[e2e] Fie on future internet

rsofia@inescporto.pt rsofia at inescporto.pt
Tue Mar 2 22:56:43 PST 2010

Hello Jon,

my 2cents on the "Future Internet" buzz...

In addition to what has been discussed for the past 5 or 6 years,  
during ARCADIA, FIRE, etc., there are in fact some paradigm changes  
which are worth to be explored. Some initiatives (like EIFFEL) are  
trying to do that in a constructive way, by bringing together people  
:) that can ignite new topics and - the key point to mention - by  
asking the community to comment on such topics. Topics such as  
virtualization impact, SDR, control by the operators and the way this  
is being changed by user-empowered are IMO worth discussing. They are  
relevant and not well explored.

As for FI stuff that may serve as an example to other fields...but  
hasn't this been done before? I recall from my previous affiliation  
(access vendor) that FI was the chicken of the golden eggs, in  
particular for access vendors which, in the beginning of the current  
crisis had to try to re-invent themselves and their focus. So most of  
them turned to "megacities", to energy-awareness, etc., and tried to  
apply networking and the Internet to these new goals...where exactly  
is the difference to what triggered this thread ?

So some hints on how to solve this FI "issue"/fashion:

1. Differentiate (provide a categorization) between what may really be  
a teaser topic, and what for sure is not...Energy-awareness that is  
not green, or let's say energy awareness that just looks into making a  
box green for sure is a turn-off.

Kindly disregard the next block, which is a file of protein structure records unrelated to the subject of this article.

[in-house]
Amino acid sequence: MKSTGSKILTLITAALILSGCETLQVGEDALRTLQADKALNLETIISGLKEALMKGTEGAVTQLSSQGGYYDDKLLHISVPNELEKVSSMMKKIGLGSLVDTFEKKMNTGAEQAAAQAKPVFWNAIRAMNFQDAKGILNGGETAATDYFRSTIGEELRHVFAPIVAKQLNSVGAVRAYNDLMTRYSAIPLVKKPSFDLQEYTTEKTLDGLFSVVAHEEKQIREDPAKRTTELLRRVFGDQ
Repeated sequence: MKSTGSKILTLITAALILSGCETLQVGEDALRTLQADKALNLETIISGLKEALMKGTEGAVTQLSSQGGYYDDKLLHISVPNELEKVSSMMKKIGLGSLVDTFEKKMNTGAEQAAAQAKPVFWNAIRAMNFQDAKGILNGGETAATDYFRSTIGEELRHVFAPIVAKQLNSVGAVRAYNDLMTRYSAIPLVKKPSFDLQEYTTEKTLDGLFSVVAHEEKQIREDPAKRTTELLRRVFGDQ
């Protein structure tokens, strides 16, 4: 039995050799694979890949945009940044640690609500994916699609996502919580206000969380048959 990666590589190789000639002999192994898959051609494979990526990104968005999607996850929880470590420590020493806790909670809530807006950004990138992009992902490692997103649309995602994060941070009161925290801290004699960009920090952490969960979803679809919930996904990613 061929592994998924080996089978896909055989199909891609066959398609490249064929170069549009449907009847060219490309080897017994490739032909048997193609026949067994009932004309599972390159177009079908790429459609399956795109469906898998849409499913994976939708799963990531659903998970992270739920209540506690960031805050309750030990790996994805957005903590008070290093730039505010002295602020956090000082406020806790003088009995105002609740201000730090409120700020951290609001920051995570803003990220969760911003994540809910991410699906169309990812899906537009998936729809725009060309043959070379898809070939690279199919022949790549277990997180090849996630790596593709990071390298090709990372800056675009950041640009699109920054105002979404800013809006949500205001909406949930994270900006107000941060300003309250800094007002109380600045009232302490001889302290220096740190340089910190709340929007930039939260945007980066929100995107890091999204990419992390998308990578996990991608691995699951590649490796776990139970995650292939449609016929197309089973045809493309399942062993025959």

2. Stop calling it "future". The future is now (and it seems it has  
been since 55 :-D ). It's the Internet evolution anyway and we are  
already living it whether we like it or not. Why not call it  
disruptive Internet architectures/services? Isn't this what FI is all  
about if we consider a non clean slate approach? the fact is that we  
have a few services and architectures which disrupt Internet's  
operation, Internet stakeholders, as well as Internet basic  

3. try to understand which topics may be true paradigm shifts. What is  
here being named as "decentralization" and which seems to me to be  
"user-empowerment" (decentralization is simply a way to say that some  
control functionality is moving from common providers to users) will  
no doubt provide paradigm shifts, from an architectural, e2e perspective


On 03/02/2010 11:40 AM, Djamel Sadok wrote:
> SMALL Change --> Big leap!
> The future internet is nothing but the same as the current one with few
> twinks - small changes that may have big (business or technological)
> impacts. No one is expected to bank or coordinate worldwide big changes.
> It is about being disruptive. Just like the human brain, it still
> maintains the basic old parts while adding new (smarter) layers.
> There will be no day that one will say, today we have upgraded to the FI.
> Someone once said, too much government is bad government. That is the
> case of the Internet and a lesson that governments may learn from it.
> People will always come up with new ideas and if they work, others may